Measuring everything 

I am long enough in the tooth to have reasonably clear memories of the time when the (then) FSA required us to report annually, via a paper return, a limited amount of relatively explicable information.  The process was somewhat onerous, but the nature of it made sense, and I do not recall a single instance of our submitted returns triggering any kind of query from the regulator.

Then we moved to online reporting, the kind of transition which simply opens the door to infinite inflation.  The frequency of returns doubled, and so did the quantity of data requested.  The proliferation of new online questionnaires seemed at times almost exponential, and (of course) this meant that it was largely impossible to learn from experience, because each reporting session was jam-packed with novelty.  The multiplication of data-requests was not accompanied by an even remotely proportionate increase in relevant guidance - you clicked on one of those 'i' hyperlinks, and you could end up almost anywhere, but certainly not in a place which supplied a clear answer to anything.

Of course, once you are on this kind of treadmill, the designers of it cannot resist the continual tweaking.  Why ask for ten pages of data, when a hundred will gain you much more, irrespective of whether it is (a) relevant, or (b) ever analysed in a way that makes sense of it?  At ValidPath, our main Gabriel returns occur on a quarterly basis, and each one absorbs huge quantities of staff time and expertise in order to verify the data and ensure that it is accurate and reliable.  And that's just the main ones!  Running in parallel, we now have COVID reporting (currently in mid-process), financial crime reporting and DB Pension Transfer reporting, where you can pretty much guarantee that the FCA will mis-analyse what we tell them.  That is to say, the machinery of regulatory reporting has morphed from an occasional, manageable event that one could plan well in advance for, into an endless conveyor belt that is always steadily increasing in speed.  Or, to employ another analogy, what's the best way of boiling a live frog?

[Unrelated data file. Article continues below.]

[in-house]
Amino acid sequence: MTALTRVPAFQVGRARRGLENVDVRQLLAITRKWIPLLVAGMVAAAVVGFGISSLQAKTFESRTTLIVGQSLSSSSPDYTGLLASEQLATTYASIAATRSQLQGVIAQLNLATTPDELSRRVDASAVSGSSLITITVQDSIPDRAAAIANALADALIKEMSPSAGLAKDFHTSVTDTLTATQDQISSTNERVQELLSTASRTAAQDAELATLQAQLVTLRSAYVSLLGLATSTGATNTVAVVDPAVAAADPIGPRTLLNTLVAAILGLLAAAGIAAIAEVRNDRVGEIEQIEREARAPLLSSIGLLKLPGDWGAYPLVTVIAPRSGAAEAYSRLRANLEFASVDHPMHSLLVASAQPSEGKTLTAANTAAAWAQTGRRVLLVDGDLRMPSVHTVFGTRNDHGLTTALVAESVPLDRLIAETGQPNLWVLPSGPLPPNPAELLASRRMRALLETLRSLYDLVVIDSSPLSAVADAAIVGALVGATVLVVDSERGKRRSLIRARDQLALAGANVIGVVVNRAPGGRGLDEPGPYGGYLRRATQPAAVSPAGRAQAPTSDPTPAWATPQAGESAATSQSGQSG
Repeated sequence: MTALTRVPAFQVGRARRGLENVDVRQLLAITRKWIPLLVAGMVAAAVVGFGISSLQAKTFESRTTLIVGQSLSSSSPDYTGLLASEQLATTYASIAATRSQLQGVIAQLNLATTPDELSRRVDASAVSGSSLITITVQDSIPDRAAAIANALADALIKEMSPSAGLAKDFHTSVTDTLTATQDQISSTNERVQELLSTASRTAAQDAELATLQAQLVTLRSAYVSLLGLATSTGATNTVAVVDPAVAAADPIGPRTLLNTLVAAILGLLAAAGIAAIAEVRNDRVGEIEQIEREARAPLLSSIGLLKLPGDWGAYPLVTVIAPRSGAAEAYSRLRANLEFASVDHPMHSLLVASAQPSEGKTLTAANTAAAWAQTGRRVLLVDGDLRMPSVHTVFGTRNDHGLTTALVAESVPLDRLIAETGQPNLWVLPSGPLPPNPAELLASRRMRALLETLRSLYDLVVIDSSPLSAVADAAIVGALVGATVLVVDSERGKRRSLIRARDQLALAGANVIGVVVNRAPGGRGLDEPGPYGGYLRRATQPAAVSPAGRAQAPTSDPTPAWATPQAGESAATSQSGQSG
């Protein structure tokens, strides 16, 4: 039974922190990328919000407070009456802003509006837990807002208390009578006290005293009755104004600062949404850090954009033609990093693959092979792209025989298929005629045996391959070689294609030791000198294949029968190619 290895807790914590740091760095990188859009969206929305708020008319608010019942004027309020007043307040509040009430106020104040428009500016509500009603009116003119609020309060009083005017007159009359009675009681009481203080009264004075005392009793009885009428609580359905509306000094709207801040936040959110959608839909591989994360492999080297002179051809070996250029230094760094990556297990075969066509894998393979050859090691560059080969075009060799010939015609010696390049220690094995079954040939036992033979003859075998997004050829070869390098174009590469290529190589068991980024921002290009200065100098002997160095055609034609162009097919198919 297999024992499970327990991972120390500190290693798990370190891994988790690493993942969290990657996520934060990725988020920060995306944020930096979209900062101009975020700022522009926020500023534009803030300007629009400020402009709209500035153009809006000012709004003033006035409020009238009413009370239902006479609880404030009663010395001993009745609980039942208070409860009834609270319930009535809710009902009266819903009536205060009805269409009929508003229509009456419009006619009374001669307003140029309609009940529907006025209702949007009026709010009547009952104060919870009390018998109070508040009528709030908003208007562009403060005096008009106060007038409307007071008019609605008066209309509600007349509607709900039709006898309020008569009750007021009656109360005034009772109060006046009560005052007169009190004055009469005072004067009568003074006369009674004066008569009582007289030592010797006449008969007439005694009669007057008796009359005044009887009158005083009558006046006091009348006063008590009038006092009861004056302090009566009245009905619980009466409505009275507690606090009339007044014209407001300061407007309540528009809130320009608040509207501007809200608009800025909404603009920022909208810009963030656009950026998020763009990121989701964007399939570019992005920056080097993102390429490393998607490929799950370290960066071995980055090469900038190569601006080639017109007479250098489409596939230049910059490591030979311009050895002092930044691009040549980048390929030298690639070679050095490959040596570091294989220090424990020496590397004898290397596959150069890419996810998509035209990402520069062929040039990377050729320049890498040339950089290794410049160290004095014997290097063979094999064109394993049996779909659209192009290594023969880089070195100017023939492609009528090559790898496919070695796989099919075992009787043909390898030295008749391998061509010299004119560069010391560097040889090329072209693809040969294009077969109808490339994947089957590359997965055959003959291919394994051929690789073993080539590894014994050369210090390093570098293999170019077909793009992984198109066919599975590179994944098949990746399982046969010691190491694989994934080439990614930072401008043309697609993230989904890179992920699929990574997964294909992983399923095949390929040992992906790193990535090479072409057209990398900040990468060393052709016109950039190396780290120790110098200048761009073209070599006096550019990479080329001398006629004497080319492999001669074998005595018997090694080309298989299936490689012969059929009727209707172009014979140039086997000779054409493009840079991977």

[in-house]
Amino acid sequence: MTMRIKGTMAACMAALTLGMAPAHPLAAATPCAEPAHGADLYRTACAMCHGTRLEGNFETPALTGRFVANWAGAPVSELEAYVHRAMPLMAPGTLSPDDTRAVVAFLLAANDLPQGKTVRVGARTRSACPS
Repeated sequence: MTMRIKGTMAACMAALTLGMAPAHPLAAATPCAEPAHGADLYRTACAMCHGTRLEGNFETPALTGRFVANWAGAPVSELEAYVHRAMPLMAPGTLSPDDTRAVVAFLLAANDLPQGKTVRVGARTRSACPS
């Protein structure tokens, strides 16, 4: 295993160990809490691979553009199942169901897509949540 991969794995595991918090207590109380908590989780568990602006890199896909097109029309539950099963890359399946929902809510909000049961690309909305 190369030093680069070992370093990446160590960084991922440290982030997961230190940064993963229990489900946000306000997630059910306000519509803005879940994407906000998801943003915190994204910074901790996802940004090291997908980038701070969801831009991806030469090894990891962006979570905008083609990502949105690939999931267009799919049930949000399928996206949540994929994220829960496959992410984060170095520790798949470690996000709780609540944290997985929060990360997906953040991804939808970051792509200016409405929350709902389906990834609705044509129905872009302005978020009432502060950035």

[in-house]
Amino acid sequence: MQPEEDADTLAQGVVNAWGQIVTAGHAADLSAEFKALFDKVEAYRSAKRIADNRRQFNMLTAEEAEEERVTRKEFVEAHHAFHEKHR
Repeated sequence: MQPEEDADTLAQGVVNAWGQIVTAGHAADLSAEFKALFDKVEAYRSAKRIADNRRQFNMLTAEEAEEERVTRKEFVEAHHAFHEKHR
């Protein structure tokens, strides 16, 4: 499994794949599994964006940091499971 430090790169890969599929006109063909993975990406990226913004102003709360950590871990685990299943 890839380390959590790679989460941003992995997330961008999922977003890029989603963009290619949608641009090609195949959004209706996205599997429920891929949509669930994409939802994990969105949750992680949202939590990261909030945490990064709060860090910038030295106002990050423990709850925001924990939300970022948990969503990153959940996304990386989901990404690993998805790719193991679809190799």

It seems that dear ole Gabriel is being retired, and will be replaced by a brand new system.  I think it safe to say that intermediary firms should expect more of the same, because the consistent lesson from (in my case) more than twenty years under regulation is that the obvious lessons about the sensitive interaction between bureaucratic demands and the fundamental components for commerciality never actually get learned.  All there is, is the pathology of consumption - in this case the insatiable demand for data, as much of it as possible, irrespective of whether or not it is telling you anything meaningful about some version of reality that any of us might be able to identify.  Of course, one of the byproducts of this kind of appetite is that it becomes progressively less discriminating.  We have had a number of instances where the FCA's self-validating forms refused to 'complete', despite having submitted rigorously verified, accurate data - and on querying the matter with the Firm Contact Centre, we were instructed (on several occasions) to 'fake' the numbers so that the submission would complete.  This speaks volumes about the aims and objectives of such monolithic regulatory systems.

There are a few lessons here which are worth mulling over:

  • The inherent nature of the FCA's regulatory reporting requirements is fundamentally antithetic to the running of commercially-viable intermediary businesses.  The sheer toxicity of the thing is underestimated by those unfamiliar with it.  Prolonged direct experience of this environment has directly influenced what ValidPath does for its members;
  • There are three characteristics of data which allow the intelligent user to reliably interpret and use it:  sufficiency, relevance and currency.  The mere access to 'lots of information' is a meaningless (and potentially misleading) state of play - which is why ValidPath places such a consistent emphasis on the nature of fact-finding, the rigour of diagnostics, and on ensuring that the client's financial cake is baked using only the freshest of ingredients;
  • There is a linear connectedness between the distinct phases of the advice process, which, cumulatively, leads to consistently excellent outcomes.  Here's what it looks like:


Kevin Moss, 24/09/2020